There’s a beautiful irony to the new Ghostbusters. Despite all the hate, vitriol, whining, and crying from a certain sect of the internet about their childhoods being destroyed by “SJWs,” Ghostbusters isn’t nearly as explicitly feminist as anyone was probably expecting. Instead, the movie is mostly content in being an earnestly entertaining romp through an inventive sci-fi/supernatural world with four of the best comedians working today.
If you were able to watch the movie in an alternate universe where the cultural battle that has erupted around the movie never existed, what you would find is a delightful way to pass an hour-and-a-half. The four leads prove funny and engaging enough to warrant sequels, some scenes are bound to be quotable classics (“Mike Hat”), and there’s a genuinely awesome action sequence that could upstage anything in any blockbuster this year (God bless Kate McKinnon). But in this untainted alternate universe, you probably wouldn’t leave the movie and find many thinkpieces or ranting comments about what feminist statements the movie is making.
Ghostbusters isn’t trying to be a “feminist” movie; it just wants to be a good movie about a group of people proving a skeptical world wrong and becoming heroes in the process.
You can see the makings of a more deliberately feminist arc buried in the movie as it is now. Tweak some of the male characters like the dean and the mayor to be more blatantly sexist, have some random New Yorkers say they don’t trust an all-female group doing a dangerous job like the Ghostbusters, and make the villain openly hostile towards women. Then when the misogynist villain turns into a twisted, evil version of the Ghostbusters logo and the Ghostbusters save the city by taking him down with a proton blast to the groin, you’ve got yourself a nice little allegory aimed right at the movie’s online haters.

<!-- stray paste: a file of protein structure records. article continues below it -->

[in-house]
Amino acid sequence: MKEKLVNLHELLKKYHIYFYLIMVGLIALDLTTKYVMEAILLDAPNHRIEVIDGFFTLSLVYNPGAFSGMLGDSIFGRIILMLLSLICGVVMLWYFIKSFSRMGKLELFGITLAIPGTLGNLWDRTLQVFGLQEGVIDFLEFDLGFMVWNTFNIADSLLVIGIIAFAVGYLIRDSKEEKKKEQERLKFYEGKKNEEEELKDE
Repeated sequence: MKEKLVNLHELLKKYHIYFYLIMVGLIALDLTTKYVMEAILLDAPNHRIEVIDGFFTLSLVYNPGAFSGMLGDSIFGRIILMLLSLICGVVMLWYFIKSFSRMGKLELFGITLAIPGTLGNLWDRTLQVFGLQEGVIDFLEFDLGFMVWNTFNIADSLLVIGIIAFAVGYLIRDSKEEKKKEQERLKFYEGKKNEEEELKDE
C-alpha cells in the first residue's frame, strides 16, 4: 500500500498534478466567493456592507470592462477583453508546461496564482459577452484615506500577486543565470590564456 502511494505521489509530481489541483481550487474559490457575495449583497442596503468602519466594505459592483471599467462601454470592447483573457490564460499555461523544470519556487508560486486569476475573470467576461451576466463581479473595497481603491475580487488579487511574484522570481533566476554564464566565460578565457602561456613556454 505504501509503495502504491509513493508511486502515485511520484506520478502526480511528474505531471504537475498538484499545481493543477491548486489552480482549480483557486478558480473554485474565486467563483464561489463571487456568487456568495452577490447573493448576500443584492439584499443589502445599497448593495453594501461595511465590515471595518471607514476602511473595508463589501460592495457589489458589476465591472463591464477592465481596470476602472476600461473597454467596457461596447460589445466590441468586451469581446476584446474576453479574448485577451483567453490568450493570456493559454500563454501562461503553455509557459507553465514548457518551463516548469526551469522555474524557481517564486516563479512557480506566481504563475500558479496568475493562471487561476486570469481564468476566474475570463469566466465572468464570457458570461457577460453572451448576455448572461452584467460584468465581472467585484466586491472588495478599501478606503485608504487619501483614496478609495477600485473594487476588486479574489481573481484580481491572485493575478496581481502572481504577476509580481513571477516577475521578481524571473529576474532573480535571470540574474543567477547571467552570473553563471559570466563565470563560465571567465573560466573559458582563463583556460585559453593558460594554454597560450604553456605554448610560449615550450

But these small tweaks don’t exist. Instead, most of the movie’s comments on gender dynamics and sexism lay below the surface, coded into how characters are positioned relative to good and evil, smart and ignorant, and successful and unsuccessful. Yes, the four stars are women working in stereotypically male-dominated fields, the doofus men in their lives get in their way, and there are a few jabs at internet harassment and sad, pale men, but women fighting to get their recognition in a man’s world never feels like the central thematic arc. No one in the movie is openly sexist or misogynist. We never see the Ghostbusters face any kind of backlash specifically because of their gender. Honestly, I think the only gendered insult in the movie is during the final showdown when the villain, Rowan, says the busters “shoot like girls.”
Erin, Abby, and Holtzmann have to deal with inept and stuffy men as their bosses, but the trio is ultimately fired from their teaching jobs because of their belief in the supernatural and not for any outwardly sexist reasons. Rowan isn’t evil because a woman bullied him, he’s not trying to purge the world of women, and he doesn’t hate the Ghostbusters because they’re women. We only get a few hints toward his motivation, but his ultimate justification is that he’s just a bullied creep who wants to rid the world of all the mean people. So the movie veers just shy of making itself a “feminist” movie. It’s rife with implications, but the movie’s narrative arc doesn’t go far enough in any place to fully make itself a metaphor for the harassment the movie and its creators have faced since day one for daring to make a movie starring women.